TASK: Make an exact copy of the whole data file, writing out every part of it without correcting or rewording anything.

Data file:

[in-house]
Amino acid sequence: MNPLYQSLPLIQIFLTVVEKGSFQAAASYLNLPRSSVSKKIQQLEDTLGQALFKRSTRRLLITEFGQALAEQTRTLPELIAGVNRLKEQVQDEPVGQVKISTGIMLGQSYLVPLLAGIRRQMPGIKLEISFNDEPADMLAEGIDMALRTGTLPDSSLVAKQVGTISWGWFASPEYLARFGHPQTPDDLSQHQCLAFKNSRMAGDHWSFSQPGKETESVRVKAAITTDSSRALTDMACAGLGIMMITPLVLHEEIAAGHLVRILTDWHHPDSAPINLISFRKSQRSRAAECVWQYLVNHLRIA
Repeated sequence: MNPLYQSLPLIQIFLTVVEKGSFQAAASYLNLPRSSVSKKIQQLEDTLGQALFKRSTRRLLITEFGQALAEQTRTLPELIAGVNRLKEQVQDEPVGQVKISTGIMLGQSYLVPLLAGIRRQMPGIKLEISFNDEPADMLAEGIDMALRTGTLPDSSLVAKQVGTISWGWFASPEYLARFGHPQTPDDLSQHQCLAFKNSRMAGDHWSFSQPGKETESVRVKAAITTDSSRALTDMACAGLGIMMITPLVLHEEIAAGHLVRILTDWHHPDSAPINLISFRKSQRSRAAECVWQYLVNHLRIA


[in-house]
Amino acid sequence: MNPLYQSLPLIQIFLTVVEKGSFQAAASYLNLPRSSVSKKIQQLEDTLGQALFKRSTRRLLITEFGQALAEQTRTLPELIAGVNRLKEQVQDEPVGQVKISTGIMLGQSYLVPLLAGIRRQMPGIKLEISFNDEPADMLAEGIDMALRTGTLPDSSLVAKQVGTISWGWFASPEYLARFGHPQTPDDLSQHQCLAFKNSRMAGDHWSFSQPGKETESVRVKAAITTDSSRALTDMACAGLGIMMITPLVLHEEIAAGHLVRILTDWHHPDSAPINLISFRKSQRSRAAECVWQYLVNHLRIA
Repeated sequence: MNPLYQSLPLIQIFLTVVEKGSFQAAASYLNLPRSSVSKKIQQLEDTLGQALFKRSTRRLLITEFGQALAEQTRTLPELIAGVNRLKEQVQDEPVGQVKISTGIMLGQSYLVPLLAGIRRQMPGIKLEISFNDEPADMLAEGIDMALRTGTLPDSSLVAKQVGTISWGWFASPEYLARFGHPQTPDDLSQHQCLAFKNSRMAGDHWSFSQPGKETESVRVKAAITTDSSRALTDMACAGLGIMMITPLVLHEEIAAGHLVRILTDWHHPDSAPINLISFRKSQRSRAAECVWQYLVNHLRIA